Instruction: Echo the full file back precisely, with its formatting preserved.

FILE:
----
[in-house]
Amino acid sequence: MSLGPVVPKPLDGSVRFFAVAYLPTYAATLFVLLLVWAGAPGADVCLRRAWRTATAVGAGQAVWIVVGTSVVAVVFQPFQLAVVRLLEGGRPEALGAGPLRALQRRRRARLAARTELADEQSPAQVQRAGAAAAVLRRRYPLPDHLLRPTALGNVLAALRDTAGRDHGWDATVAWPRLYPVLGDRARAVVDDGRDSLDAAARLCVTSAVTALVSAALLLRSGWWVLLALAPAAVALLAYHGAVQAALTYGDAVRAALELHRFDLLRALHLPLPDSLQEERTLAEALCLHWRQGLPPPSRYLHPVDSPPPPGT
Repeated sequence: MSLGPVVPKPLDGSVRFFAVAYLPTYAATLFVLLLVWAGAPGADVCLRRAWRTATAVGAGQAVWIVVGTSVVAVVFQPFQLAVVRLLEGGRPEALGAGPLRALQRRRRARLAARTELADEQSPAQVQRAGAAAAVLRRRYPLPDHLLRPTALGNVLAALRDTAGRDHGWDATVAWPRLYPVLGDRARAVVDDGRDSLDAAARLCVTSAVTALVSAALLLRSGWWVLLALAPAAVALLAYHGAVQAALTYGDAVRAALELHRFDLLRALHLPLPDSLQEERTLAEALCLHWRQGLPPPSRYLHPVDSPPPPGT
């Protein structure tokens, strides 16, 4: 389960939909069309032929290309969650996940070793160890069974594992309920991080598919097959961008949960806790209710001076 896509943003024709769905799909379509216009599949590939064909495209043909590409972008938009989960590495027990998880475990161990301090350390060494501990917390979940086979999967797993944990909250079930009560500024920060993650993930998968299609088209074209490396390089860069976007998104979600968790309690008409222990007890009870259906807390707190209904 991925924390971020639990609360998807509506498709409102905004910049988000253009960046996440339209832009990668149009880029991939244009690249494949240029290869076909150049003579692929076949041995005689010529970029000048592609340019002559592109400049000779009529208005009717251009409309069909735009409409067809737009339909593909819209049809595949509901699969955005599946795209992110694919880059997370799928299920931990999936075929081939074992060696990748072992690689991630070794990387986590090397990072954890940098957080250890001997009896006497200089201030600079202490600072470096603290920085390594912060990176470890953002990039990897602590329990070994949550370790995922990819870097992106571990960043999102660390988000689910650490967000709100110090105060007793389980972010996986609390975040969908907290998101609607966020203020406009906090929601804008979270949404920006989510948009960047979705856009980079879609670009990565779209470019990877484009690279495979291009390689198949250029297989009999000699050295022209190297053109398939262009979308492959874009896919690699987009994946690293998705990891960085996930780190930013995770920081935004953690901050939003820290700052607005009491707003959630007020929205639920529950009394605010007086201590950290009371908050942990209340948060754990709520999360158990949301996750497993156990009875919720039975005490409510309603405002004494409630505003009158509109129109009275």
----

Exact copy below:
[in-house]
Amino acid sequence: MSLGPVVPKPLDGSVRFFAVAYLPTYAATLFVLLLVWAGAPGADVCLRRAWRTATAVGAGQAVWIVVGTSVVAVVFQPFQLAVVRLLEGGRPEALGAGPLRALQRRRRARLAARTELADEQSPAQVQRAGAAAAVLRRRYPLPDHLLRPTALGNVLAALRDTAGRDHGWDATVAWPRLYPVLGDRARAVVDDGRDSLDAAARLCVTSAVTALVSAALLLRSGWWVLLALAPAAVALLAYHGAVQAALTYGDAVRAALELHRFDLLRALHLPLPDSLQEERTLAEALCLHWRQGLPPPSRYLHPVDSPPPPGT
Repeated sequence: MSLGPVVPKPLDGSVRFFAVAYLPTYAATLFVLLLVWAGAPGADVCLRRAWRTATAVGAGQAVWIVVGTSVVAVVFQPFQLAVVRLLEGGRPEALGAGPLRALQRRRRARLAARTELADEQSPAQVQRAGAAAAVLRRRYPLPDHLLRPTALGNVLAALRDTAGRDHGWDATVAWPRLYPVLGDRARAVVDDGRDSLDAAARLCVTSAVTALVSAALLLRSGWWVLLALAPAAVALLAYHGAVQAALTYGDAVRAALELHRFDLLRALHLPLPDSLQEERTLAEALCLHWRQGLPPPSRYLHPVDSPPPPGT
């Protein structure tokens, strides 16, 4: 389960939909069309032929290309969650996940070793160890069974594992309920991080598919097959961008949960806790209710001076 896509943003024709769905799909379509216009599949590939064909495209043909590409972008938009989960590495027990998880475990161990301090350390060494501990917390979940086979999967797993944990909250079930009560500024920060993650993930998968299609088209074209490396390089860069976007998104979600968790309690008409222990007890009870259906807390707190209904 991925924390971020639990609360998807509506498709409102905004910049988000253009960046996440339209832009990668149009880029991939244009690249494949240029290869076909150049003579692929076949041995005689010529970029000048592609340019002559592109400049000779009529208005009717251009409309069909735009409409067809737009339909593909819209049809595949509901699969955005599946795209992110694919880059997370799928299920931990999936075929081939074992060696990748072992690689991630070794990387986590090397990072954890940098957080250890001997009896006497200089201030600079202490600072470096603290920085390594912060990176470890953002990039990897602590329990070994949550370790995922990819870097992106571990960043999102660390988000689910650490967000709100110090105060007793389980972010996986609390975040969908907290998101609607966020203020406009906090929601804008979270949404920006989510948009960047979705856009980079879609670009990565779209470019990877484009690279495979291009390689198949250029297989009999000699050295022209190297053109398939262009979308492959874009896919690699987009994946690293998705990891960085996930780190930013995770920081935004953690901050939003820290700052607005009491707003959630007020929205639920529950009394605010007086201590950290009371908050942990209340948060754990709520999360158990949301996750497993156990009875919720039975005490409510309603405002004494409630505003009158509109129109009275």